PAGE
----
President Reagan, responding to Israel's claim yesterday that the United States is seeking to break the deadlock over Palestinian guerrillas in West Beirut by Friday, said last night, "There are no deadlines that have been set of any kind."
At a nationally televised news conference, the president appeared to be stepping away from Israeli Prime Minister Menachem Begin's statement that U.S. special envoy Philip C. Habib has promised to seek "an unequivocal commitment" from the Palestinians by Friday that they will leave West Beirut.
Reagan did not refer directly to Begin's assertion in Jerusalem. While discussing Habib's efforts, he said, "Contrary to some reports or rumors today, there are no deadlines that have been set of any kind."
"There's nothing we would like more than to see an end to the bloodshed and the shelling," Reagan said in reference to cease-fire violations that have caused death and destruction in recent days. "We still stay with our original purpose, that we want the exodus of the armed PLO out of Beirut and out of Lebanon."
Despite the fact that negotiations over the PLO's departure have dragged on for six weeks, Reagan said, "I still remain optimistic that the solution is going to be found.
"I don't comment on specifics because I know how sensitive these negotiations are," the president said. ". . . So I can't go beyond that except to say that unless and until Ambassador Habib would tell me that there's nothing more to be negotiated and he can't solve it, I'm going to continue to be optimistic."
Questions about Lebanon dominated the foreign policy aspects of the news conference, in which Reagan also discussed the U.S. dispute with Western Europe over the Soviet natural-gas pipeline, the administration's certification of human rights progress in El Salvador and the prospects for a summit meeting with Soviet President Leonid I. Brezhnev.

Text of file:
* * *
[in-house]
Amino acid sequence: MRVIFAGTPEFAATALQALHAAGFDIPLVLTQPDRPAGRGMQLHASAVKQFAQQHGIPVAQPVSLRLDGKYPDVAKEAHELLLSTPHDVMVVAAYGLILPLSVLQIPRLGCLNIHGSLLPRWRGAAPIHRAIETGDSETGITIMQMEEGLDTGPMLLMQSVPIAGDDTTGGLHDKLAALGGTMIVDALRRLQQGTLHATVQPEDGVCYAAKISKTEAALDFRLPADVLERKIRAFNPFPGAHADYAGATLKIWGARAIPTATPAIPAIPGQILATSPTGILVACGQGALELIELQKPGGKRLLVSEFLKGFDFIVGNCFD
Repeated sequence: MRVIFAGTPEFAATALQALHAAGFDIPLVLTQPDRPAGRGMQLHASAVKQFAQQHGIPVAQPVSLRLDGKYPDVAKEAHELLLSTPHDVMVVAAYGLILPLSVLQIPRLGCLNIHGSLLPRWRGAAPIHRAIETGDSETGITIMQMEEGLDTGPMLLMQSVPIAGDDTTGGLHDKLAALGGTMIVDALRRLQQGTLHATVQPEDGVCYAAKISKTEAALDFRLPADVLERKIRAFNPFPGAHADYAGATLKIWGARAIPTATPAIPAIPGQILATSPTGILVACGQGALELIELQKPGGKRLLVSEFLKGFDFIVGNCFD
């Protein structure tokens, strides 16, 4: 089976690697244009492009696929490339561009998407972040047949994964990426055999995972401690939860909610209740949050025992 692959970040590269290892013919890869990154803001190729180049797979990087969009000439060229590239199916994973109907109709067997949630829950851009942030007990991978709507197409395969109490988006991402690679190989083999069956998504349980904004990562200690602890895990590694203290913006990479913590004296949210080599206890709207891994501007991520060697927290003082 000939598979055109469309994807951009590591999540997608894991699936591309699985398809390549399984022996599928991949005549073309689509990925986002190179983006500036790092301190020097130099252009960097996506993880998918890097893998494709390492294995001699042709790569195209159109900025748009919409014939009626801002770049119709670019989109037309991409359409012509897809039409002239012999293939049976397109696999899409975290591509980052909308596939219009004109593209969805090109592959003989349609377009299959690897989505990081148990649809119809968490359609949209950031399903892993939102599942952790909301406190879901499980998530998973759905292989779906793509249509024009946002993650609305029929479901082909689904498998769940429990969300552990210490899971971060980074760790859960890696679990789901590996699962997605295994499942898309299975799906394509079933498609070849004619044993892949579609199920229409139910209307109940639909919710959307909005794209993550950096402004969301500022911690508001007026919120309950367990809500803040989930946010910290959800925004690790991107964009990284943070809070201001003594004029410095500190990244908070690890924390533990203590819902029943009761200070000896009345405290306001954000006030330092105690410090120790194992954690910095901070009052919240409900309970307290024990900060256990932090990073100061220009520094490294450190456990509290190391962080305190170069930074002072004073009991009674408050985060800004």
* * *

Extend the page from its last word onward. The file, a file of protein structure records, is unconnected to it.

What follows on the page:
Reagan said he had "no second thoughts" about his decision to deny American technology to West European firms supplying equipment for the pipeline that will carry gas from Siberia to Western Europe.
Asked whether this move were inconsistent with U.S. grain sales to the Soviets, the president contended that, in seeking ways of influencing Moscow to ease repression in Poland, the United States would hit home much harder with pipeline sanctions than by reinstituting a U.S. grain embargo.
"The technology for the pipeline is mainly only obtainable from the United States. Grain the Soviet Union can get in other places if they want it. So we wouldn't be achieving very much if we had used that as it was used back a couple of years ago. . . . It didn't hurt the Soviet Union, but it was a terrible economic blow to our farmers."
He also contended "that grain will result in the Soviet Union having to pay out hard cash, and they're not too flush with that right now. The pipeline, when finished, will result in the Soviet Union getting hard cash which it does not now have and which it can then use to further build up its military might."
Reagan is expected to announce shortly a one-year extension of the existing U.S. grain-sale agreement with the Soviets.
He argued that U.S. relations with European allies remain strong despite the acrimony generated by the pipeline dispute. "This is kind of like a fight inside a family, but the family is still a family," he said.
The president defended his administration's controversial move in certifying Tuesday that the U.S.-backed government in El Salvador is making progress on human rights and other reforms and thus is eligible for continued U.S. military assistance.
Conceding that some rights abuses still exist there, Reagan said: "I'm quite sure that there are unfortunate things that are going on and that are happening. The idea is, are they the Salvadoran government legitimately and in good faith making progress in trying to solve that--resolve that."
Asked about his previous statement that a summit with Brezhnev was "in the works," Reagan responded, "I don't know whether it's going to be this year or next or at all. . . . It takes two to tango.
"A summit isn't the answer or the cure for everything that's wrong in the world," Reagan said. "There have been no positive replies or steps. . . . If at such time we know that there is an agenda and there is a real purpose in having this, we'll have a summit."
He also said that while his administration wanted to continue good relations with China, he would not bow to pressure from Peking to stop providing Taiwan with defensive arms. "It's a moral obligation, and we'll carry it out," he said of commitments to Taiwan.
In his comments on the Middle East, Reagan reiterated that the United States would view as "a step forward" recognition by the PLO of Israel's right to exist and those U.N. Security Council resolutions that form the framework for efforts to resolve the Arab-Israeli conflict.
"Then I would feel that the United States could enter into discussions with the PLO," he added in indirect reference to speculation about U.S. recognition of the PLO. "I'm not speaking for Israel. That's up to them, and we could not speak for them."